## Overview: What is kurtosis?

Kurtosis is often thought of as a statistical measure of the flatness or peakedness of your data distribution. This is incorrect. Dr. Donald Wheeler clarified this by saying “Kurtosis was originally thought to be a measure of the “peakedness” of a distribution.  However, since the central portion of the distribution is virtually ignored by this parameter, kurtosis cannot be said to measure peakedness directly.  While there is a correlation between peakedness and kurtosis, the relationship is an indirect and imperfect one at best.”

Dr. Wheeler defines kurtosis as “The kurtosis parameter is a measure of the combined weight of the tails relative to the rest of the distribution.” Therefore, kurtosis is all about the tails of the distribution – not the peakedness or flatness.  It measures the tail-heaviness of the distribution. The common formula for kurtosis is:

where n is the sample size, Xi is the ith X value, X-bar is the average and s is the sample standard deviation.  Note the exponent in the summation.  It is “4”.  The kurtosis is referred to as the “fourth standardized central moment for the probability model.”

Here is where it might get a little confusing.  If you use the above equation, the kurtosis for a normal distribution is 3.  Most software packages use the formula below. This formula does two things.  It takes into account the sample size and it subtracts 3 from the kurtosis resulting in a kurtosis of 0 for a normal distribution.  This is really the excess kurtosis, but most software packages just call it kurtosis.

There are three categories of kurtosis. The reference standard is a normal distribution, which has a kurtosis of 3 or an excess kurtosis of (kurtosis – 3 = 0).

• A normal distribution has a kurtosis of exactly 3 (excess kurtosis of 0). Any distribution with kurtosis ≈3 (excess ≈0) is called mesokurtic.
• A distribution with kurtosis <3 (negative excess kurtosis) is called platykurtic. Compared to a normal distribution, its tails are shorter and thinner, and often its peakedness is lower and broader.
• A distribution with kurtosis >3 (positive excess kurtosis) is called leptokurtic. Compared to a normal distribution, its tails are longer and fatter, and often its peakedness is higher and sharper.

The graphic below illustrates the relative shape of the three types of kurtosis.

## An industry example of kurtosis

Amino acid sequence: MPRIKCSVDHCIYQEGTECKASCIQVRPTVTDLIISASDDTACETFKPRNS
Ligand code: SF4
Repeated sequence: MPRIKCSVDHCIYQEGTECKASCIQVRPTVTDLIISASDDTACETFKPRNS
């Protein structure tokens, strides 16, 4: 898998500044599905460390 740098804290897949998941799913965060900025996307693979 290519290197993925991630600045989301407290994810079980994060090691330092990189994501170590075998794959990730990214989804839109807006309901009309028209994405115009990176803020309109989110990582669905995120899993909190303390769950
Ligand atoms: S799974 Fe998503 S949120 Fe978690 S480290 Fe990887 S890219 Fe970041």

Prior to doing some statistical analysis on a manufacturing process, the company Six Sigma Black Belt (BB) tested her data for normality. Below is her result showing the current process data has a significant degree of kurtosis. You can see that with the long tails and a kurtosis value of over 4. The BB pulled together a team to analyze the reason for the outliers at each end of the distribution. After identifying the reasons, the team made some adjustments in the process which resulted in the process data now being more normal. Note the kurtosis is now essentially 0. This allowed the BB to complete her analyses which had normality as an assumption. See the revised histogram below. ### What does kurtosis really tell me?

Kurtosis is a statistical measure which defines how the tails of your data distribution differ from the tails of a normal distribution. High kurtosis indicates you have more outliers and have longer tails than a normal distribution. Low kurtosis is the opposite.

### What does a kurtosis value of 3 mean?

The kurtosis of a normal distribution is 3. Therefore a kurtosis value of 3 for your data distribution indicates the tails are not statistically different from those of a normal distribution.

### What are the three categories of kurtosis?

A kurtosis value similar to a normal distribution is known as a mesokurtic distribution. Platykurtic refers to a kurtosis less than 3 indicating your distribution tails are shorter than a normal distribution. If your kurtosis is greater than 3, your tails are longer than a normal distribution and you can refer to that as a leptokurtic distribution.